Japanese cities are fantastic places to explore with children, but if this column has proven anything, it’s that I like to get away from urban centers whenever I can. Japan is full of natural and cultural wonders for curious families, but they are not confined to cities such as Tokyo, Yokohama, Osaka and Kyoto. In fact, one of my favorite day-trip suggestions for a family day out is Kamakura, Kanagawa Prefecture.
Already quite popular with tourists and locals alike, Kamakura offers the natural beauty of Japan’s countryside while providing plenty for those who want to delve into the country’s rich cultural history. Below I’ve come up with some ideal places to visit and things to do in Kamakura as a family.
For cultural heritage lovers
Step out of Kamakura Station and you have some of Japan’s most important historical sites in every direction. Walk north along the main drag of Komachi Street and you’ll arrive at Tsurugaoka-Hachimangu. This massive shrine dates back to the 11th century and is steeped in stories of the Kamakura shogunate.
There are a considerable amount of steps to the top of Tsurugaoka-Hachimangu, so take a little time before leaving home to consider if you really want to take that stroller. If you do, plan to leave it at the bottom of the steps while you explore the upper levels.
After leaving Tsurugaoka-Hachimangu, visit Hokokuji Temple further east. You can walk there in half an hour, or take the bus from the Jomyoji bus stop near the entrance of Tsurugaoka-Hachimangu.
What makes Hokokuji Temple special is the lovely bamboo grove behind the temple itself. While not as grand as the Arashiyama area of Kyoto, it can still be quite lovely to visit. There are a few small caves behind Hokokuji Temple as well, and for some reason, my kids always thought treasure was buried there.
Not far away are Zuisenji and Jomyoji , both Zen temples surrounded by fall leaves and a peaceful atmosphere. If the kids are in need of a rest, stop for tea at Jomyoji and enjoy its stone garden.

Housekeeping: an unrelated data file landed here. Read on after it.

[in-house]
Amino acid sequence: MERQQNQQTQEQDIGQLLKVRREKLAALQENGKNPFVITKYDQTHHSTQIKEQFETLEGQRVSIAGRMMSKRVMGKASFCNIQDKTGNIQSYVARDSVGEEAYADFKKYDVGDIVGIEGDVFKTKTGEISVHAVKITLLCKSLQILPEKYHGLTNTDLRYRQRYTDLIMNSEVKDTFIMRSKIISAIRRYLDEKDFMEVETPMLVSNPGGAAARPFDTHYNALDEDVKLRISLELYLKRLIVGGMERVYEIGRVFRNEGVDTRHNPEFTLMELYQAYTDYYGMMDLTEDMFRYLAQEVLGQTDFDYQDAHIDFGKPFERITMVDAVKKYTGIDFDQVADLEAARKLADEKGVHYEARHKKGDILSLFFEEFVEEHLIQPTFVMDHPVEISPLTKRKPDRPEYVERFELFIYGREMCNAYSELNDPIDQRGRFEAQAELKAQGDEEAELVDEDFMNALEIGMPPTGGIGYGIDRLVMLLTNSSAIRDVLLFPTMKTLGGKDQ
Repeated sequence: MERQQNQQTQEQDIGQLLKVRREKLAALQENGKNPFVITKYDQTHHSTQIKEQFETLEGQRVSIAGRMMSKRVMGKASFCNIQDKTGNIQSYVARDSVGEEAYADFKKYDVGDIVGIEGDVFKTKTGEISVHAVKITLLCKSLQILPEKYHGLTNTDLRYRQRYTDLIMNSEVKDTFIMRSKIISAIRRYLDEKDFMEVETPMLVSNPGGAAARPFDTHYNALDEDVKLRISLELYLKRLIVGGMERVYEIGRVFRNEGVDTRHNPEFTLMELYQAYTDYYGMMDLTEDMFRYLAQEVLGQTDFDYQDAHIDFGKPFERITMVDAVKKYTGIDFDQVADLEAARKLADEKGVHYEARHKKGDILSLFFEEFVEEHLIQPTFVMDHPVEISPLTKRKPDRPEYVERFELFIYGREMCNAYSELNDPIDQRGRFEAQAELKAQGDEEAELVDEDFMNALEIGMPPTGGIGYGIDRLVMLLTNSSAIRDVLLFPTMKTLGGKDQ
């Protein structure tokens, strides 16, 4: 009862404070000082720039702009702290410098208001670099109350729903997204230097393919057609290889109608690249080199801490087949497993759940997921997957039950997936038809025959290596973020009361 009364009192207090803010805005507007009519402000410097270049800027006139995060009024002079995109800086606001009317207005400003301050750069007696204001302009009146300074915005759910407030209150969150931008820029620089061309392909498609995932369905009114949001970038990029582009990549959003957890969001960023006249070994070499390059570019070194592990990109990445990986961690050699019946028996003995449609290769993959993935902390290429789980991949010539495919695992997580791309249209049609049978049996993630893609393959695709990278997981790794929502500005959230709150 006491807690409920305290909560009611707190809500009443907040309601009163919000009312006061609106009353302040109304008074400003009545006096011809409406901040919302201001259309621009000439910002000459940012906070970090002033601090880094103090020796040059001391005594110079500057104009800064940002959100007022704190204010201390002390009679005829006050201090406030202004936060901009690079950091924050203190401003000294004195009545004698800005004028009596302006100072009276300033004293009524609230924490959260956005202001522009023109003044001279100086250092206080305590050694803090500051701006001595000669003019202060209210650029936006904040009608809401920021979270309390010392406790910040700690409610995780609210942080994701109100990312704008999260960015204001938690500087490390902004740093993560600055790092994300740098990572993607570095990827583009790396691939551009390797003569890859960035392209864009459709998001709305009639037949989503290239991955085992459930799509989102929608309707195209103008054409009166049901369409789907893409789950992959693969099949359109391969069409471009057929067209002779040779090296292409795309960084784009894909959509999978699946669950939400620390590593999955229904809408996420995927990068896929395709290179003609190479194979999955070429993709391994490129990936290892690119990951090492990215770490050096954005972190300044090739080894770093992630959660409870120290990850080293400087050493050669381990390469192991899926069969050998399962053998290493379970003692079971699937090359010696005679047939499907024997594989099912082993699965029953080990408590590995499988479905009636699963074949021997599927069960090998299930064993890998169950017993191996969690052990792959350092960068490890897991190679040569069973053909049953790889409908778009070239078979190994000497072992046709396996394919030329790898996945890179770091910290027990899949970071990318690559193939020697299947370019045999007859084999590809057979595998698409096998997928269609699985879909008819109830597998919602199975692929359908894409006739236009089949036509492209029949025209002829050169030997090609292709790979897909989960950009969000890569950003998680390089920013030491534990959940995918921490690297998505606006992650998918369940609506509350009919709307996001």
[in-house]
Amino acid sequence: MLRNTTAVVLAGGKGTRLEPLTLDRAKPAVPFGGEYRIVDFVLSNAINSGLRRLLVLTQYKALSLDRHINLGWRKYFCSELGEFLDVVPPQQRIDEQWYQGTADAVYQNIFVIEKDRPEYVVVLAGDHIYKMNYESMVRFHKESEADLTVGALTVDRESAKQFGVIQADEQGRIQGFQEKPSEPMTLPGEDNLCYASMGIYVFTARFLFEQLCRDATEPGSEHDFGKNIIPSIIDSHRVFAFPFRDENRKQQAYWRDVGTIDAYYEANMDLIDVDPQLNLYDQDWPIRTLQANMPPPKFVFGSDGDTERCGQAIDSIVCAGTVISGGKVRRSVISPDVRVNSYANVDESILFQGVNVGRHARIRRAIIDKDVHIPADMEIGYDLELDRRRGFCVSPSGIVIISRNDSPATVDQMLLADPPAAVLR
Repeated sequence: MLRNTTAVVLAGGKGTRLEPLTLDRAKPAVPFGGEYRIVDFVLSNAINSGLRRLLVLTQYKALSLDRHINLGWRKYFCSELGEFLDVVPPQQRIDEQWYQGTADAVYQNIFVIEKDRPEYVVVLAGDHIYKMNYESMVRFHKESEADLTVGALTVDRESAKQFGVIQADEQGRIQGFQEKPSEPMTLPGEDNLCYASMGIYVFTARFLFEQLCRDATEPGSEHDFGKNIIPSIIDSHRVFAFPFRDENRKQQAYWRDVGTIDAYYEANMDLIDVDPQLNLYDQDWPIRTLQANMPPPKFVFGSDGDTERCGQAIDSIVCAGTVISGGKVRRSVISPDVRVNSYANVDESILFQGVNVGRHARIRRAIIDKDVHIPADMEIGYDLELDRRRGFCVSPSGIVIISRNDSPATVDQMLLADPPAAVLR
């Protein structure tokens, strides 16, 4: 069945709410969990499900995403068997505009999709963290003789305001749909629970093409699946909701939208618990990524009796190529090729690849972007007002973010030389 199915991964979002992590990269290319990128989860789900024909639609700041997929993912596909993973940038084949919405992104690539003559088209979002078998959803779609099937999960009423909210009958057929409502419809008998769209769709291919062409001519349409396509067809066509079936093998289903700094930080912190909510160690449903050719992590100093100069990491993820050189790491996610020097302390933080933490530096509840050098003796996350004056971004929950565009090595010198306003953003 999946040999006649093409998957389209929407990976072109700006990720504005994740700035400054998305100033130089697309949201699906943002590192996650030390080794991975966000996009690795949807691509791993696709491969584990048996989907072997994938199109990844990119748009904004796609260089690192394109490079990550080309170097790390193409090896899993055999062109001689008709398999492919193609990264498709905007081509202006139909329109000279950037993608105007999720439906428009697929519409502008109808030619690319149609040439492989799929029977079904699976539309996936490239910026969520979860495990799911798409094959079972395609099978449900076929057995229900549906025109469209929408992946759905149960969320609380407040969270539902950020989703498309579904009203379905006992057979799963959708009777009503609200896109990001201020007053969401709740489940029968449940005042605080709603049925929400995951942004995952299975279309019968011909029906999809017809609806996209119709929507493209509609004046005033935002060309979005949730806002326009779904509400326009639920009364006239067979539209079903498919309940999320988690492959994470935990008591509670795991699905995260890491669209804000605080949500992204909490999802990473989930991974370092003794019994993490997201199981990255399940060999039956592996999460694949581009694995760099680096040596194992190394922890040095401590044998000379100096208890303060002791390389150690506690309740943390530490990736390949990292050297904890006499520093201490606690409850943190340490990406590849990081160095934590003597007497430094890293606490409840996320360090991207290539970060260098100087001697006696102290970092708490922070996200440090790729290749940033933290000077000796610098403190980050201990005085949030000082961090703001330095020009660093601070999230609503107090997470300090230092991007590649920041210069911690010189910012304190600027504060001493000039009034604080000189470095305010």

Ten minutes’ walk from Hase Station on the Enoshima Line west of Kamakura is one of the area’s main attractions: the giant Buddha. Over 13 meters tall and surpassing 90 tons, this is Japan’s second-largest bronze Buddha statue. What you might not realize by looking at it, however, is that you can also step into the interior of the statue and marvel at its construction. At ¥20 it’s worth a look, but you won’t spend much time there. In fact, I wouldn’t advise this in the hottest months, as it can get rather stuffy when the vents are closed — but fall and onward is an ideal time to sneak a peek.
For nature lovers
Kamakura also offers some beautiful hiking trails. If you and the kids are up for it, these trails are easy to traverse and can provide a welcome breath of fresh air.
The first trail that I recommend is the Daibutsu hiking trail. This trail starts near Kita-Kamakura Station and, as its name suggests, ends at the giant Buddha. Simply exit Kita-Kamakura Station and follow the signs to Jochiji Temple. The start of the trail can be found behind the temple. Buried nearby are a number of samurai and other elites, but your goal now is to find the trail that leads southwest to the Buddha.
Along the way you’ll encounter another Buddhist site that kids often enjoy: the Zeniarai Benzaiten Ugafuku Shrine. The name of this rare Buddhist/Shinto hybrid shrine literally means “money washing,” and that’s what many people do there. It was once believed that water from this cave would bring prosperity to those who use it, and so many people try to re-create this ritual even today. Wash your money, they say, and it will double. I’ll spare you the steps, but it can be fun to go through the motions, as long as your young ones don’t forego their allowance in hopes of get-rich-quick schemes.
Another recommended hiking route takes you east and into some prime places to view autumn’s colors. The Tenen trail can be taken from the Kenchoji Temple near Kita-Kamakura Station, or from the other end near Zuisenji and Jomyoji. Stairs and other paved surfaces occupy more of the Tenen trail than its western counterpart, but both trails are great places to spend a day with active kids.
For beach lovers
While it’s not the best season for swimming, any family interested in seeing the waves or throwing a Frisbee (wind allowing) can head down to Yuigahama Beach for a whiff of ocean air.
If you’re willing to venture even further, Enoshima is another half-hour away by train and offers more than its share of family-friendly activities. There are shrines, caves and nice beaches. The tidal pools along the southern coast can be a great place to spot small oceanic life. If you want to see something bigger, then head into the Enoshima Aquarium.
Kamakura packs a lot of family fun into a small space, and all without making families venture too far from Tokyo. At only an hour from Tokyo and less than half an hour from Yokohama, this historic town offers inspired families with enough day trips to last several years.